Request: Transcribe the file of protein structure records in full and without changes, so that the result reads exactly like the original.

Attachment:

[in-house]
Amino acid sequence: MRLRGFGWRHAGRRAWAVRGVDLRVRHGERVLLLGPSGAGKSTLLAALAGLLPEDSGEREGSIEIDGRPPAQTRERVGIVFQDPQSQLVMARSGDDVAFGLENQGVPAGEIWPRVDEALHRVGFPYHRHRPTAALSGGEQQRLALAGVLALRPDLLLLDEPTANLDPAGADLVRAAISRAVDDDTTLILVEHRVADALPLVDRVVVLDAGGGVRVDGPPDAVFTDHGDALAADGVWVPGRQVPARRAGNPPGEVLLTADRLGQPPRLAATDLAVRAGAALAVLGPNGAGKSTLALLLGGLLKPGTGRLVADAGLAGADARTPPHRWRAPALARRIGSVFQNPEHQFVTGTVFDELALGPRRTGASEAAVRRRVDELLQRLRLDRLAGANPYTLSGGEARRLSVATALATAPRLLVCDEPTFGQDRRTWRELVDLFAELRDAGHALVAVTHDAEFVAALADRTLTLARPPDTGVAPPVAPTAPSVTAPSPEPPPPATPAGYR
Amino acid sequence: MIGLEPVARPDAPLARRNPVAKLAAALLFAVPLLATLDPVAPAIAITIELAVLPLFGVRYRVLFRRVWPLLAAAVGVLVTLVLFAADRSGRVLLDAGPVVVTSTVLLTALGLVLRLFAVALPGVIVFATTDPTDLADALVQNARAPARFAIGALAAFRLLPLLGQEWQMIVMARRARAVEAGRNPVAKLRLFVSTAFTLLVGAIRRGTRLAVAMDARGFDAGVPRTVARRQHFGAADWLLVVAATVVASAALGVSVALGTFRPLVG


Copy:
[in-house]
Amino acid sequence: MRLRGFGWRHAGRRAWAVRGVDLRVRHGERVLLLGPSGAGKSTLLAALAGLLPEDSGEREGSIEIDGRPPAQTRERVGIVFQDPQSQLVMARSGDDVAFGLENQGVPAGEIWPRVDEALHRVGFPYHRHRPTAALSGGEQQRLALAGVLALRPDLLLLDEPTANLDPAGADLVRAAISRAVDDDTTLILVEHRVADALPLVDRVVVLDAGGGVRVDGPPDAVFTDHGDALAADGVWVPGRQVPARRAGNPPGEVLLTADRLGQPPRLAATDLAVRAGAALAVLGPNGAGKSTLALLLGGLLKPGTGRLVADAGLAGADARTPPHRWRAPALARRIGSVFQNPEHQFVTGTVFDELALGPRRTGASEAAVRRRVDELLQRLRLDRLAGANPYTLSGGEARRLSVATALATAPRLLVCDEPTFGQDRRTWRELVDLFAELRDAGHALVAVTHDAEFVAALADRTLTLARPPDTGVAPPVAPTAPSVTAPSPEPPPPATPAGYR
Amino acid sequence: MIGLEPVARPDAPLARRNPVAKLAAALLFAVPLLATLDPVAPAIAITIELAVLPLFGVRYRVLFRRVWPLLAAAVGVLVTLVLFAADRSGRVLLDAGPVVVTSTVLLTALGLVLRLFAVALPGVIVFATTDPTDLADALVQNARAPARFAIGALAAFRLLPLLGQEWQMIVMARRARAVEAGRNPVAKLRLFVSTAFTLLVGAIRRGTRLAVAMDARGFDAGVPRTVARRQHFGAADWLLVVAATVVASAALGVSVALGTFRPLVG